Delays to the reopening of one of the Upper Clutha’s most popular tourist destinations have left Makarora business owners dismayed at what it will mean for the town’s post-Covid recovery.

The Blue Pools Track in Makarora was abruptly closed in May last year after the Department of Conservation (Doc) announced major maintenance work was required at the site, including the total replacement of one of its two suspension bridges.

While a Doc spokesman originally said it hoped to have the track opened to the public by March this year, tender documents obtained by The News show work is not expected to begin until April, and will take about five months to complete.

The manager of Wonderland Makarora Lodge, who asked not to be named, said although Doc had been providing them with updates as recently as last month, they had not been made aware of any delays and found the news ‘‘very upsetting’’.

‘‘It is the biggest tourist attraction here.

‘‘We’re only 8km from it, so we get irate guests coming in here that can’t get across.’’

While the manager could not comment on whether bookings at Wonderland had been impacted by the bridge closure this summer, they said the number of visitors who were leaving disappointed was troubling.

‘‘Often the question is, ‘‘well what else can we do?’, which tells you that it is one of the primary things they think they can do here.

‘‘The West Coast in the South Island must be one of the toughest places to run tourism [in].

‘‘You have these huge storms and the roads get washed away and we have snow in winters, everything closes down.

‘‘And then Doc goes along and closes down our most popular thing through our whole summer, the first summer that we are basically recovering from Covid.’’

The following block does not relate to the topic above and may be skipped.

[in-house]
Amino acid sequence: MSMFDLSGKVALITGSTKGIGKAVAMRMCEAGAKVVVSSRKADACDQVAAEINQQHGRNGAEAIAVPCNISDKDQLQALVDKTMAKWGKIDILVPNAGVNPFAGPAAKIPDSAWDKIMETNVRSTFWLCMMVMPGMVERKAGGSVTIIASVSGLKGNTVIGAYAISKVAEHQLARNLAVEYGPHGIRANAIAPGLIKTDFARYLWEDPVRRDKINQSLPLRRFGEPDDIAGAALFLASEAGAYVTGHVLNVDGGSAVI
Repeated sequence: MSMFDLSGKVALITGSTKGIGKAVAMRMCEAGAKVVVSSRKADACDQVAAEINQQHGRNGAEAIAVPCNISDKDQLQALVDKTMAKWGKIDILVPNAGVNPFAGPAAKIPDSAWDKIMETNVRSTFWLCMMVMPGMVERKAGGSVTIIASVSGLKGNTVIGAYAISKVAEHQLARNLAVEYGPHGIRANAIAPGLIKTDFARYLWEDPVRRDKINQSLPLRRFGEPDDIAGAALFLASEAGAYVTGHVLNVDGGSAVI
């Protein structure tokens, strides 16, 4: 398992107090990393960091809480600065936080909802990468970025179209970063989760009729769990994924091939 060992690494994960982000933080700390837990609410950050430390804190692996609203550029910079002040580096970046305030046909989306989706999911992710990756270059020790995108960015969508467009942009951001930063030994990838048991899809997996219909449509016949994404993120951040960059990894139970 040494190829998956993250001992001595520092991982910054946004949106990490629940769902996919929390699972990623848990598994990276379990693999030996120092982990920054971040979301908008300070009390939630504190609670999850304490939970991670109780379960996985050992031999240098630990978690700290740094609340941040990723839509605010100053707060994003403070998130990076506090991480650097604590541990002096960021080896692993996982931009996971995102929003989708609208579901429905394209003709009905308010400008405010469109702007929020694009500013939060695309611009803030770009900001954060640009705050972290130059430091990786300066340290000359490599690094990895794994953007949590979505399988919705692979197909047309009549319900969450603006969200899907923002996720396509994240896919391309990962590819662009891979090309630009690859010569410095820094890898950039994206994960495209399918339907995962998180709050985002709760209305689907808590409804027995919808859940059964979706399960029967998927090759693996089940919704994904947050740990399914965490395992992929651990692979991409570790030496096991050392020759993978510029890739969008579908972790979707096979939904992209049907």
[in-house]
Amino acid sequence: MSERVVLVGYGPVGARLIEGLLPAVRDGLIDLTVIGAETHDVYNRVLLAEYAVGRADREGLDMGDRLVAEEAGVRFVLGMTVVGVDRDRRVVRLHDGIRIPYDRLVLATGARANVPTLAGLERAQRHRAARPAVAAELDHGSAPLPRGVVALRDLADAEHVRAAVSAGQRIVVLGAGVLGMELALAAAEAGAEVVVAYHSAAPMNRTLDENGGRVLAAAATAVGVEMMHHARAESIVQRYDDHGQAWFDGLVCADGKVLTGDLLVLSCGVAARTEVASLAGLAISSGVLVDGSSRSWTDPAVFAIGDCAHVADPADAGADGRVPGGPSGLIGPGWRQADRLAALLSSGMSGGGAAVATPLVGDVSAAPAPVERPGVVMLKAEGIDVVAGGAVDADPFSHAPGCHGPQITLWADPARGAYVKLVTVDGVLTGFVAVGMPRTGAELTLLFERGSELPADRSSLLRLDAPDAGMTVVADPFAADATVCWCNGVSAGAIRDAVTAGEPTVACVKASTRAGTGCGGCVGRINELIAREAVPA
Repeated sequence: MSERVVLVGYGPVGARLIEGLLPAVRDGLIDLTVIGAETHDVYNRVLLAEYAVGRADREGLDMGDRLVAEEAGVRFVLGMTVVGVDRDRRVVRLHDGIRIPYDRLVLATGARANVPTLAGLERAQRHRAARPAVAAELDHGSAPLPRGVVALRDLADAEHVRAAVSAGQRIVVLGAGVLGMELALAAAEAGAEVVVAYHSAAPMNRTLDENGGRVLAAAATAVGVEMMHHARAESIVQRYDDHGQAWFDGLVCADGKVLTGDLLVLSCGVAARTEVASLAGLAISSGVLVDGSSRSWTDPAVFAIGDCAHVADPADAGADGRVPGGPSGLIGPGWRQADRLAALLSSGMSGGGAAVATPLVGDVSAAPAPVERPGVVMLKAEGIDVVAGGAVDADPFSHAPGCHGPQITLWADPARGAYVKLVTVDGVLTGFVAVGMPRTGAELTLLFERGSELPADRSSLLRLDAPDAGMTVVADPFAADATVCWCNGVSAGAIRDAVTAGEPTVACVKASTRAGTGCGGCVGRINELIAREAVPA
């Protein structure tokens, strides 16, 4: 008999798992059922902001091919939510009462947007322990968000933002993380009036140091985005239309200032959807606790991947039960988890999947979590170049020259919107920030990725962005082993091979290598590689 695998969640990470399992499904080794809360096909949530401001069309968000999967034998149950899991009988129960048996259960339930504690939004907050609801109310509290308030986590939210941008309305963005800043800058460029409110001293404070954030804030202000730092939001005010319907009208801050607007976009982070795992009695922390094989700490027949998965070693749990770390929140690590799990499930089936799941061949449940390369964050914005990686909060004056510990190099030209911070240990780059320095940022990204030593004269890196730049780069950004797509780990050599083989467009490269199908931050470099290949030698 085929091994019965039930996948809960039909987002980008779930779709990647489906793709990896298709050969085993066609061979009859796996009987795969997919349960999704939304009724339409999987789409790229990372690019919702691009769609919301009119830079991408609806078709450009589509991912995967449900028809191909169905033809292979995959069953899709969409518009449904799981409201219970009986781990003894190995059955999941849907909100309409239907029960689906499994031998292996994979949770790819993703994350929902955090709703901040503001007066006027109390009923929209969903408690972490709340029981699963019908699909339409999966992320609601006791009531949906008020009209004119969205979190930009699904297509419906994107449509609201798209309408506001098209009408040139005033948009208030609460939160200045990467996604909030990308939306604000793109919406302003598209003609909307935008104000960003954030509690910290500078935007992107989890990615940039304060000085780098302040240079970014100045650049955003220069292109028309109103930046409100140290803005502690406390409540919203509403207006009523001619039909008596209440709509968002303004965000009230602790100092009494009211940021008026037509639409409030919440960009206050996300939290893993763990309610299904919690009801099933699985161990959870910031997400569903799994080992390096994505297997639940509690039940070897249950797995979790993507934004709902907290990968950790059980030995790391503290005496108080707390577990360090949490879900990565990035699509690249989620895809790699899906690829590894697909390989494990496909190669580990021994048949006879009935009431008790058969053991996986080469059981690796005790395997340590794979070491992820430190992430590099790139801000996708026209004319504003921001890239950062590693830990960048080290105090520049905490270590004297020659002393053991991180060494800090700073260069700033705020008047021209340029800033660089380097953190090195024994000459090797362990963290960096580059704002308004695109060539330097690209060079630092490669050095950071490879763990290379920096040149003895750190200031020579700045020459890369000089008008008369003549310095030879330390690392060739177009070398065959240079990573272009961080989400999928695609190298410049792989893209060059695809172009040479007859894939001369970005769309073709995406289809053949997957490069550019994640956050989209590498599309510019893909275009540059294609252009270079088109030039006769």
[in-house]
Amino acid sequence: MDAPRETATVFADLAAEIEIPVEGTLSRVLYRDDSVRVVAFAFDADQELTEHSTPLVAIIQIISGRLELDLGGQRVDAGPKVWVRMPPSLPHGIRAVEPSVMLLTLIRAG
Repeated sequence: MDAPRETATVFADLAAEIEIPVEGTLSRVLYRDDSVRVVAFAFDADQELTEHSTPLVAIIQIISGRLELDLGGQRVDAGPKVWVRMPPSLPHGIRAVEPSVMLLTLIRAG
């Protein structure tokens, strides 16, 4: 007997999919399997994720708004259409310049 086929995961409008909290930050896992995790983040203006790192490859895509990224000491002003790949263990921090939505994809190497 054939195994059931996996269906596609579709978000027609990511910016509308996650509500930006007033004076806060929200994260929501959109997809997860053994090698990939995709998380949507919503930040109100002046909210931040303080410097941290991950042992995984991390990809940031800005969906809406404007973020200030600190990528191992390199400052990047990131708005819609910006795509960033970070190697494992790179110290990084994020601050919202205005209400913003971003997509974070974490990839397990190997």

Wilkin River tour operator Jets Danyel Watson said she appreciated the work Doc was doing was essential, but it was equally vital to recognise the impact the delays would have on the township.

‘‘It’s a big draw card for Makarora, and without it, it is significant.’’

No bridges burned . . . The Blue Pools bridge, which the Department of Conservation have announced will be closed until at least March 2024 for major upgrades.

Although Mrs Watson had not had a chance to crunch the numbers, she believed the closure of the bridges had impacted the number of trampers venturing out on the three-to-four day Gillespie Pass Circuit, which incorporates the Blue Pools’ bridges.

‘‘I just know that we’ve had a very slow November for tramping in the area.

‘‘Normally everyone’s chomping at the bit for the snow to melt to get up the Gillespie Pass.’’

The added cost of catching a jetboat across the river, as opposed to simply crossing the bridges, was likely motivating some trampers to consider alternative walks.

‘‘People who would normally walk in via the Blue Pools and catch the jetboat out now have to pay an extra $30 to get in, so that might sway their decision as well.’’

According to data released by Doc last year, the Blue Pools and Makarora bridges were visited by about 550 people a day last January, and about 75 people were crossing per hour during peak time.

Doc Central Otago operations manager Nicola Holmes said it was pleased to have the tender process under way, but could not yet offer any clear timeframe on when the work would be completed.

‘‘Things such as contractor availability, materials and weather can and do affect project timelines.’’

Doc was keen to get the bridges reopened for the community ‘‘as soon as practical’’, she said.

It would continue to work with businesses impacted by the ongoing closures.

The original March timeframe had been a ‘‘broad estimate’’ made before the site had been adequately assessed.

‘‘Since then we’ve been doing a lot of work to understand the work ahead — geotechnical reports and detailed engineering across all three bridges, which all take time.

‘‘We’ve also included a boardwalk replacement project as it makes sense to do the upgrades at the same time, rather than having to close the track again at a later date to complete this work.’’

She asked people to prioritise their own safety and respect the closures while they were in effect.

‘‘They are closed for a reason; please follow the directions on the signage and keep yourself and others safe this summer.’’